Our commentary partners will help you reach your own conclusions on complex topics.
The truth about Russia and Nord Stream may cripple Europe
Hello, everybody, Peter Zeihan here, coming to you from Colorado. It is Monday the 21st of November, so Happy Thanksgiving week to everybody. We’re going to have a series come out this week on issues that have come out of the Ukraine war in terms of economics and strategy and everything else.
Now, we’re going to start with something that the Swedish government started announcing this past Friday, when they started releasing bits and pieces from the forensic work that they have done on the Nord Stream bombing. Now Nord Stream is a natural gas pipeline that goes under the Baltic Sea from the Russian mainland to the German coast. And when it was operating, it was providing the German economy with 40% of their natural gas usage. And without it, we are talking about the beginning of the end of Germany as an industrial power. More on that later in the series.
But the new news is that the Swedes had identified the type of explosive and they’ve actually gotten samples from within the pipeline, which means that they’ve got their nose so far deep into where the evidence would be that they know exactly who did it and how. For weeks, Sweden has been unofficially pointing the finger at Russia, Sweden has by far the most capable navy on the Baltic Sea. Sweden has by far the most advanced sonar and forensic capability in the area. And on the day that Nord Stream was bombed, they started quietly telling their European partners that it was definitely the Russians who did it. And if there’s anyone in the space that has the ability to identify what actually happened, it would be Sweden.
However, they have not made their findings official in any…possible way until now. And the question is, what has changed, and the question is, why have they not? Unfortunately, for the Europeans, the answer is pretty simple to the second questions. If they admit that the Russians are deliberately destroying critical European infrastructure, then that requires action. In the parlance of the United States, it makes Russia a state sponsor of terrorism. And countries that kind of fall into that category, you don’t trade with. And this, at least at this moment, has not been an option for the Europeans at all. Even with Nord Stream offline, Russia remains the number three supplier of natural gas to the continent. It is the number one source of the inputs that allows the Europeans to make fertilizer or to smelt aluminum. This is the raw material that goes into their steel. This is the raw material that goes into their copper. This is the raw material that goes into the European semiconductor sector. This is timber.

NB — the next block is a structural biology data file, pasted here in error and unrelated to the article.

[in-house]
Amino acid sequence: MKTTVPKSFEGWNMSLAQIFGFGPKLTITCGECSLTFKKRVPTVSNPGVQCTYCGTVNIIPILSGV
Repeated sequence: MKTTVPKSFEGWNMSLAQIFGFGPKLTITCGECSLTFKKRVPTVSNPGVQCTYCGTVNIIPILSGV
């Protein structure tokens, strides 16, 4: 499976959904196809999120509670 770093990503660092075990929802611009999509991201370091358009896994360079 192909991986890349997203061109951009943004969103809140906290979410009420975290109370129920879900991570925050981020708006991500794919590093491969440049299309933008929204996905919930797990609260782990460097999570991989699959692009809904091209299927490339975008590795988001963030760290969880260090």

You remove all of that from the European system and there is no way you don’t have something that is at least as bad as the 2007-2013 financial crisis in the Europe space. This is the kind of thing that would trigger a recession, that it’s very possible that the Europeans wouldn’t recover from. Because we are, we are well past the point where Europe was a…consumer of goods. Europe has aged. The demographics of the continent are sharply terminal, and it has far more people in their 60s than their 50s than their 40s than their 30s. So the business model for Europe today is to take raw materials from somewhere else, metabolize them into finished goods, and then export them into markets that can actually consume. Without the Russians, they lose that first step, and the entire economic model goes away.
Now the sanctions that the Europeans have put on the Russians to this point were done with this in mind. The whole idea was you phase things out over months or even years, so that the European system has a chance to adapt to either get new suppliers, or more likely go through some very significant economic restructuring. So that on the other side of this, the Europeans aren’t nearly as dependent upon the imported materials, no matter where they came from.